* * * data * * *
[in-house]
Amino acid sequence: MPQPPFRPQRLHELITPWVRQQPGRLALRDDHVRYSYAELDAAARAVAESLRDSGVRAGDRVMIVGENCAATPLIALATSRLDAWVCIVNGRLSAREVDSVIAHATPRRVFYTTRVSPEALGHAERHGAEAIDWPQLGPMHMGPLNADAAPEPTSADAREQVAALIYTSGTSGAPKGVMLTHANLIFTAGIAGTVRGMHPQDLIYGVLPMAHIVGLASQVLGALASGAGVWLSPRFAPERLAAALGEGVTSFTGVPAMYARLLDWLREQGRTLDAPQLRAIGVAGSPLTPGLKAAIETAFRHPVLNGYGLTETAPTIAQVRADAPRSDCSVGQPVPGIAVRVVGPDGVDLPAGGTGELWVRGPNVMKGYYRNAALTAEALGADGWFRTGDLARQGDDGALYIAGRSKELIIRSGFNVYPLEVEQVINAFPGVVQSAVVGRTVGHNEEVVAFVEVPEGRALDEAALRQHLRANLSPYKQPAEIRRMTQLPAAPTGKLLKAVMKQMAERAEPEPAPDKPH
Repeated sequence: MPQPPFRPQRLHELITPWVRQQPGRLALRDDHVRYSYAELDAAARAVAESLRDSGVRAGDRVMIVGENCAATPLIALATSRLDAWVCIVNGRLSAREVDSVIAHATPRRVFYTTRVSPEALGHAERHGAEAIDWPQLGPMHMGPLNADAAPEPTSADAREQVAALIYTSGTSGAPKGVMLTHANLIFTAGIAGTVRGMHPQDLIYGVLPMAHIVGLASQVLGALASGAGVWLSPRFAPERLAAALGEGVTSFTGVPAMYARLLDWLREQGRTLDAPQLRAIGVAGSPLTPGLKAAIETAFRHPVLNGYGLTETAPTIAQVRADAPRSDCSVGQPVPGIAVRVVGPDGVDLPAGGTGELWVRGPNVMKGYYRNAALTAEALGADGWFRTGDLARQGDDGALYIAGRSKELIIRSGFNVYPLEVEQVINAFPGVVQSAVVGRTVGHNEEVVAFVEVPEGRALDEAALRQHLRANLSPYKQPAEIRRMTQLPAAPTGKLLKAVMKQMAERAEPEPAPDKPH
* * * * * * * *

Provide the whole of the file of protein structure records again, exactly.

[in-house]
Amino acid sequence: MPQPPFRPQRLHELITPWVRQQPGRLALRDDHVRYSYAELDAAARAVAESLRDSGVRAGDRVMIVGENCAATPLIALATSRLDAWVCIVNGRLSAREVDSVIAHATPRRVFYTTRVSPEALGHAERHGAEAIDWPQLGPMHMGPLNADAAPEPTSADAREQVAALIYTSGTSGAPKGVMLTHANLIFTAGIAGTVRGMHPQDLIYGVLPMAHIVGLASQVLGALASGAGVWLSPRFAPERLAAALGEGVTSFTGVPAMYARLLDWLREQGRTLDAPQLRAIGVAGSPLTPGLKAAIETAFRHPVLNGYGLTETAPTIAQVRADAPRSDCSVGQPVPGIAVRVVGPDGVDLPAGGTGELWVRGPNVMKGYYRNAALTAEALGADGWFRTGDLARQGDDGALYIAGRSKELIIRSGFNVYPLEVEQVINAFPGVVQSAVVGRTVGHNEEVVAFVEVPEGRALDEAALRQHLRANLSPYKQPAEIRRMTQLPAAPTGKLLKAVMKQMAERAEPEPAPDKPH
Repeated sequence: MPQPPFRPQRLHELITPWVRQQPGRLALRDDHVRYSYAELDAAARAVAESLRDSGVRAGDRVMIVGENCAATPLIALATSRLDAWVCIVNGRLSAREVDSVIAHATPRRVFYTTRVSPEALGHAERHGAEAIDWPQLGPMHMGPLNADAAPEPTSADAREQVAALIYTSGTSGAPKGVMLTHANLIFTAGIAGTVRGMHPQDLIYGVLPMAHIVGLASQVLGALASGAGVWLSPRFAPERLAAALGEGVTSFTGVPAMYARLLDWLREQGRTLDAPQLRAIGVAGSPLTPGLKAAIETAFRHPVLNGYGLTETAPTIAQVRADAPRSDCSVGQPVPGIAVRVVGPDGVDLPAGGTGELWVRGPNVMKGYYRNAALTAEALGADGWFRTGDLARQGDDGALYIAGRSKELIIRSGFNVYPLEVEQVINAFPGVVQSAVVGRTVGHNEEVVAFVEVPEGRALDEAALRQHLRANLSPYKQPAEIRRMTQLPAAPTGKLLKAVMKQMAERAEPEPAPDKPH